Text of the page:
‘Stealthing’ – that is, the act of surreptitiously removing a condom during sex without affirmative consent – is sexual assault.
It’s not an inconsequential fantasy someone decides to enact between the sheets on a whim, nor is it a harmless way for someone to increase their own erotic sensitivity and pleasure.
And yet, almost one in five gay and bisexual men in Melbourne have experienced it.
When visiting sex-on-premises (SoP) venues, I grew accustomed to the sting felt by others when I rejected their offer to eschew condoms during sex.
It was a particular kind of sting, laced with entitlement, wounded pride, and aggression; much like an angry child on a 35-degree day, whose mother won’t buy him another ice-cream to replace the one he allowed to melt in his hands.
Some men would react respectfully to my insistence on using a condom, others would roll their eyes and curse before leaving our makeshift bedroom inside the venue.
On more than one occasion, they would try to proceed regardless, pushing behind me in the hopes that I’d either concede or assume they had grabbed some latex from the small plastic tub attached to the wall.
It was a form of sexual assault, and trying to do it covertly via stealthing didn’t negate this.
A recent study undertaken by researchers from Monash University explored the commonality of stealthing, after conducting a cross-sectional survey of both women and men who have sex with men (MSM) attending the Melbourne Sexual Health Centre.
More than 1,000 MSM completed the survey, which found that 19 per cent of them had experienced stealthing, and, as a result, were twice as likely to report having anxiety or depression.
While the majority of those who reported being stealthed considered it sexual assault, they were still three times less likely to consider it as such compared to those who had never experienced it.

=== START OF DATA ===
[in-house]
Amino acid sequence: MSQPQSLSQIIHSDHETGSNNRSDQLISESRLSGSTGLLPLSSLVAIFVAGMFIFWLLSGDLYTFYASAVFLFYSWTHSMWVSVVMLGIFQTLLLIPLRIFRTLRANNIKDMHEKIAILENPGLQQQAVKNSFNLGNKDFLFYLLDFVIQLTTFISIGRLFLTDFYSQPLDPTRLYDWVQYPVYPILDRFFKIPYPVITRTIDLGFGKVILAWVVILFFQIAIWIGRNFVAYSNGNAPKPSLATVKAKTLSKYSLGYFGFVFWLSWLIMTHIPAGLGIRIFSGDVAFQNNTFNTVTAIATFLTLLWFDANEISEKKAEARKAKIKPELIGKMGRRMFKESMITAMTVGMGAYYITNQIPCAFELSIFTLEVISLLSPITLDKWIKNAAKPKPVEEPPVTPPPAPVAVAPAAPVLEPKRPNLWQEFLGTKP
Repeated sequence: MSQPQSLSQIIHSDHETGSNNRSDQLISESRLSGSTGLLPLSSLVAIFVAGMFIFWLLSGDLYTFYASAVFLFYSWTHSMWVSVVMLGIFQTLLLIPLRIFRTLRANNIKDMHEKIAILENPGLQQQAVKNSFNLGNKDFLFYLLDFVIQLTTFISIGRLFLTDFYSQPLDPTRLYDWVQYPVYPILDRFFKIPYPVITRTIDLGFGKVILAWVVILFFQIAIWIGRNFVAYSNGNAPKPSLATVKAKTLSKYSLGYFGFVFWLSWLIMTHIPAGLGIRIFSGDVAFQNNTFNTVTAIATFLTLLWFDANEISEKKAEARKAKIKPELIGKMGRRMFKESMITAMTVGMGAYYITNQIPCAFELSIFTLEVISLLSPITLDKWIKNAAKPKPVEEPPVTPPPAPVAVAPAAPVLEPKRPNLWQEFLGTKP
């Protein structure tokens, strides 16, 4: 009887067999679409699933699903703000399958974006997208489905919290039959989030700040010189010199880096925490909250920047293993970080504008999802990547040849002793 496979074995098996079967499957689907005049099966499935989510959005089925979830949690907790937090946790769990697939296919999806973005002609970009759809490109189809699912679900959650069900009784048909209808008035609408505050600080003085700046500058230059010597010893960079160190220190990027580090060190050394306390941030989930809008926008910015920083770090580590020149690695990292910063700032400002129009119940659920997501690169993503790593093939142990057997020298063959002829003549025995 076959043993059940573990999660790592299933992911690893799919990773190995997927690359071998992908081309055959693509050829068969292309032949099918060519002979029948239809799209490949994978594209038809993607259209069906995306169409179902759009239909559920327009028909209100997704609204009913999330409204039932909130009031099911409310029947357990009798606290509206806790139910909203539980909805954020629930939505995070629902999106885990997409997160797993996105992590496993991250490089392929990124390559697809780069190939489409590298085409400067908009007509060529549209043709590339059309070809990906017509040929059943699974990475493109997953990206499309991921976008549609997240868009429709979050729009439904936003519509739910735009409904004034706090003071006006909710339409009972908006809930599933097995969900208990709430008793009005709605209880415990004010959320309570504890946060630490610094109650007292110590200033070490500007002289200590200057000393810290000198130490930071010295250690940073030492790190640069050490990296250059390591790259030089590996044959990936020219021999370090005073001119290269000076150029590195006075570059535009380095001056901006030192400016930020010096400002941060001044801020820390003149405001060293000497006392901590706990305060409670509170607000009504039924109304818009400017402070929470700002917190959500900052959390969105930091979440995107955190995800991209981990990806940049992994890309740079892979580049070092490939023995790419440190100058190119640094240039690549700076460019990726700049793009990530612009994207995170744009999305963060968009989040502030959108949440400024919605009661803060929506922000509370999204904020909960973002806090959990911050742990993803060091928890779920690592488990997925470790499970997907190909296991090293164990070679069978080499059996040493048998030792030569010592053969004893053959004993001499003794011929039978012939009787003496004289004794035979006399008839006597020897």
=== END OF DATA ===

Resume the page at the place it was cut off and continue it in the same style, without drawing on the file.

So what contributes to a culture that tells men (queer or otherwise) that it’s permissible to remove a form of protection against HIV or STIs during sex without consent?
Certain types of pornography that posit sex-by-force as a desirable fantasy, for one.
In a society saturated in rape culture, porn narratives that involve mock rape, coercion, or deception give men further licence to indulge in the ‘fantasy’ of non-consensual sex.
Amateur videos of gay and bisexual men stealthing their sexual partners abound on the internet, and for every sex-positive porn film that highlights fun, consensual sex (poorly acted or not) there seems to be three more that involve a character getting duped.
Role play and fantasy are completely healthy among consensual adults, but when porn effectively champions rape it can lead to damaging consequences for its consumers.
Porn really needs to do better as an important tool to educate viewers on the importance of consent, rather than giving credence to rape as a valid fantasy (give me storylines involving a pizza delivery guy that looks like Drake or a casual beachside threesome at a beat among friends any day).
Toxic masculinity also informs the prevalence of stealthing, and until we rectify the ways men are pressured to use aggression and dominance to convey their feelings, this aggression and dominance will continue to be at risk of manifesting in their sexual lives.
I’ve lost count of the number of times a stranger grew physically or verbally abusive because I wasn’t agreeable to their sexual demands. In one instance, a muscled, hairy 20-something attempted to forcefully drag me into a room with him despite my clear protests.
Sex education has made great strides in schools, with many curricula introducing a focus on ‘respectful relationships’, but there is still a long way to go. Particularly for queer men, who often aren’t taught about sexual dynamics within same-sex or gender relationships.
Men need to be taught from a young age that in any sexual encounter consent is vital, consent is ongoing, and that a lack of affirmative consent is their cue to bounce.
No-one has ownership over another’s body, and consent and communication need to be held up as critical in any discourse around sex, queer or otherwise.
Until that happens, stealthing and sexual assault will remain an issue in need of tackling.
If you or someone close to you needs someone to speak to, you can contact one of these services:
- Switchboard on 1800 184 527 or via webchat at qlife.org.au
- Lifeline on 13 11 14 or via lifeline.org.au